On Thu, Oct 01, 2015 at 11:29:51AM -0700, Chris Barker wrote:
On Thu, Oct 1, 2015 at 8:10 AM, Steven D'Aprano firstname.lastname@example.org wrote:
But there is a *general* distinction between two cases:
- iterables which are iterators
- iterables which are not iterators
We have a name for the first set: "iterators". But we don't have a name for the second set. Andrew suggested "non-iterator iterables" is too clumsy for general use, and suggests we need a better name. You suggested "iterables", but that clearly cannot work, since iterators are a kind of iterable.
sure -- but I've lost track of why it matters. "iterator" is well defined. And so is "iterable" -- why do we need to care whether the iterable returns itself when asked for an iterator?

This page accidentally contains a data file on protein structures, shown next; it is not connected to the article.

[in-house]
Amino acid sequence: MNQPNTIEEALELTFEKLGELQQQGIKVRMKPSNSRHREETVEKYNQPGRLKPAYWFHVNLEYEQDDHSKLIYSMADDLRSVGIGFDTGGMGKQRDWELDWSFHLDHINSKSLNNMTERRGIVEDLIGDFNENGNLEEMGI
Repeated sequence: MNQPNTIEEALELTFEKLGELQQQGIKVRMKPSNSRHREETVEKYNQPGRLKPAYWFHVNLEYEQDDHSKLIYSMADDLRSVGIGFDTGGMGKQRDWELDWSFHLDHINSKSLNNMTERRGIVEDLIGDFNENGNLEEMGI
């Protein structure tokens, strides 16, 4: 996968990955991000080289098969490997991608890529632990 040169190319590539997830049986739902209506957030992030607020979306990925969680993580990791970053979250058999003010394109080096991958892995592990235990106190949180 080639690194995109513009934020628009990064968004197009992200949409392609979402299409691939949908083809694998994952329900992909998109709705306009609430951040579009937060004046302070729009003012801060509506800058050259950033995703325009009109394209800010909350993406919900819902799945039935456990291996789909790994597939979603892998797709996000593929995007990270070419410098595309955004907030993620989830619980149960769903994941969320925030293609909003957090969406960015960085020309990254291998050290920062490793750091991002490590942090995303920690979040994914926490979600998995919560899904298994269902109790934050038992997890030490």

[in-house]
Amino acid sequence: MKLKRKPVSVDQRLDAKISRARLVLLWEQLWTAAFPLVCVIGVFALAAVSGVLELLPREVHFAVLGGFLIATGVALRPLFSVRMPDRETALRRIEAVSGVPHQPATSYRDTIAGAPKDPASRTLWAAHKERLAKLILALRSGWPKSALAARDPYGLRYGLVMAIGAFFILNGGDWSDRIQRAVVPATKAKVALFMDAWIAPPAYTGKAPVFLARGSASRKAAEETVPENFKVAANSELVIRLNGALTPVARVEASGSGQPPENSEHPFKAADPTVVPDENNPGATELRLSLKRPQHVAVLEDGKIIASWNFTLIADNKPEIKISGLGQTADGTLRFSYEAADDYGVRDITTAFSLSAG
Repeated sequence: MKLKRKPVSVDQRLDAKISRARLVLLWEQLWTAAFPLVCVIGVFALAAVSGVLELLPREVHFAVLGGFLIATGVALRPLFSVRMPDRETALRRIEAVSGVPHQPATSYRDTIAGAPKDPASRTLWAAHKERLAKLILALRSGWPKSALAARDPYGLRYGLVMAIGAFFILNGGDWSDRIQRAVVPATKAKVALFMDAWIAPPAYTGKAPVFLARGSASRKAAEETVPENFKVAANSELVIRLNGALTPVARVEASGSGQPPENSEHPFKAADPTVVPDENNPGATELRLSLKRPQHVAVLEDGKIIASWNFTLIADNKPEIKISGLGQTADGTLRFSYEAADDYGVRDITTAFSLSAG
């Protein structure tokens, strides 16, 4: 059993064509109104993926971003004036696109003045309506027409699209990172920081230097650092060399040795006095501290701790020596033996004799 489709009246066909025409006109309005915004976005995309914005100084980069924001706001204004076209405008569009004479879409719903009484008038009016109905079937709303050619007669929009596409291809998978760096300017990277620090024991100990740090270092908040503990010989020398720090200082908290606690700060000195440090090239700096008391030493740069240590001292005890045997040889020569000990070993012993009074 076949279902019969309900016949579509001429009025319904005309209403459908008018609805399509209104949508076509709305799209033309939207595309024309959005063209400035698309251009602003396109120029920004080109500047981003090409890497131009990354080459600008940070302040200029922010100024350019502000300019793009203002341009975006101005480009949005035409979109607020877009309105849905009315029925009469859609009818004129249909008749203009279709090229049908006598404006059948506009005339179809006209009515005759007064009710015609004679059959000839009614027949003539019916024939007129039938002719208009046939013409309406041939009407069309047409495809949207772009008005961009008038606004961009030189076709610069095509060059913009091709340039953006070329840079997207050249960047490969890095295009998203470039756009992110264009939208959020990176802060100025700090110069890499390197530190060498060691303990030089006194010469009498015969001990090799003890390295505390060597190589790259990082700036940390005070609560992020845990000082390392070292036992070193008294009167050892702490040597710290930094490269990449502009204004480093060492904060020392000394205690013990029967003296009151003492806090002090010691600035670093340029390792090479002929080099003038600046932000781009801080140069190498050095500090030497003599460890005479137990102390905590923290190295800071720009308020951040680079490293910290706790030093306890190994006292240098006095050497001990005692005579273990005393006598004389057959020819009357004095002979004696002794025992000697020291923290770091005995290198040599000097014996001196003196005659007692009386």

In and of itself, it probably isn't, except as a short-cut for deciding whether something is an iterator.
But if why do you need to know that something is an iterable, but NOT an iterator? isn't that an implementation detail?
I forget the original context -- I think it was Andrew who first mentioned this. Possibly over confusion about (x)range.
But in general, it's important because:
- iterators are not random access, other iterables typically are;
- iterators are one-shot (cannot be restarted), other iterables are typically re-runnable.
This makes a difference. Just a few days ago, somebody mis-reported a supposed "bug" in all() and any(). For example:
values = (x%5 == 3 for x in range(8)) print(list(values)) print(all(values)) # should return False
Obvious error is obvious: having printed out the values from the generator expression, values is now exhausted, and all() of the empty set is True (vacuous truth). The difference between general iterables which may or may not be one-shot iterators, and those which are definitely not iterators, is not always just an implementation detail.